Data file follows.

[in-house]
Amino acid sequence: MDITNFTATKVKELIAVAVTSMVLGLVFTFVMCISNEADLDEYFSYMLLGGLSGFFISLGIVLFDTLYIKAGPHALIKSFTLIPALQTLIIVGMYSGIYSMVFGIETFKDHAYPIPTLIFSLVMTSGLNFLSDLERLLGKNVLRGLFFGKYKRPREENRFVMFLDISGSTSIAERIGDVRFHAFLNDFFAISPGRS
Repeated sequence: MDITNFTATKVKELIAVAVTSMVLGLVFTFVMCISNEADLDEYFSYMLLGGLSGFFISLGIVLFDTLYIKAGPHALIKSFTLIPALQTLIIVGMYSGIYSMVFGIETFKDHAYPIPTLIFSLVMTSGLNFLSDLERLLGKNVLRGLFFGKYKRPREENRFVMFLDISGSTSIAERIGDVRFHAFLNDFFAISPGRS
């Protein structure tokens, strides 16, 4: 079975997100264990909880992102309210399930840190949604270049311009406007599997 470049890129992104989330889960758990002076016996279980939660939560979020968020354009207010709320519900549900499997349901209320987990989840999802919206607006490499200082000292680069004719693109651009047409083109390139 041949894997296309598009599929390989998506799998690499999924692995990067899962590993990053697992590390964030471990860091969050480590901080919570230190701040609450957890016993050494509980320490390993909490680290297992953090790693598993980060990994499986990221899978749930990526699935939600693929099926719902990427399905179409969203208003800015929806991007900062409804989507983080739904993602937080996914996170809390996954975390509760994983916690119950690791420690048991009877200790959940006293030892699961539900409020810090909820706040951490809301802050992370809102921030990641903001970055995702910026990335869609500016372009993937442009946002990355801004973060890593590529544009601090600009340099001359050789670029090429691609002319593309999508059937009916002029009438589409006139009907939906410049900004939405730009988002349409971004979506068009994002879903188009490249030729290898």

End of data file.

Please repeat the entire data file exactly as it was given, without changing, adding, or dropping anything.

[in-house]
Amino acid sequence: MDITNFTATKVKELIAVAVTSMVLGLVFTFVMCISNEADLDEYFSYMLLGGLSGFFISLGIVLFDTLYIKAGPHALIKSFTLIPALQTLIIVGMYSGIYSMVFGIETFKDHAYPIPTLIFSLVMTSGLNFLSDLERLLGKNVLRGLFFGKYKRPREENRFVMFLDISGSTSIAERIGDVRFHAFLNDFFAISPGRS
Repeated sequence: MDITNFTATKVKELIAVAVTSMVLGLVFTFVMCISNEADLDEYFSYMLLGGLSGFFISLGIVLFDTLYIKAGPHALIKSFTLIPALQTLIIVGMYSGIYSMVFGIETFKDHAYPIPTLIFSLVMTSGLNFLSDLERLLGKNVLRGLFFGKYKRPREENRFVMFLDISGSTSIAERIGDVRFHAFLNDFFAISPGRS
């Protein structure tokens, strides 16, 4: 079975997100264990909880992102309210399930840190949604270049311009406007599997 470049890129992104989330889960758990002076016996279980939660939560979020968020354009207010709320519900549900499997349901209320987990989840999802919206607006490499200082000292680069004719693109651009047409083109390139 041949894997296309598009599929390989998506799998690499999924692995990067899962590993990053697992590390964030471990860091969050480590901080919570230190701040609450957890016993050494509980320490390993909490680290297992953090790693598993980060990994499986990221899978749930990526699935939600693929099926719902990427399905179409969203208003800015929806991007900062409804989507983080739904993602937080996914996170809390996954975390509760994983916690119950690791420690048991009877200790959940006293030892699961539900409020810090909820706040951490809301802050992370809102921030990641903001970055995702910026990335869609500016372009993937442009946002990355801004973060890593590529544009601090600009340099001359050789670029090429691609002319593309999508059937009916002029009438589409006139009907939906410049900004939405730009988002349409971004979506068009994002879903188009490249030729290898």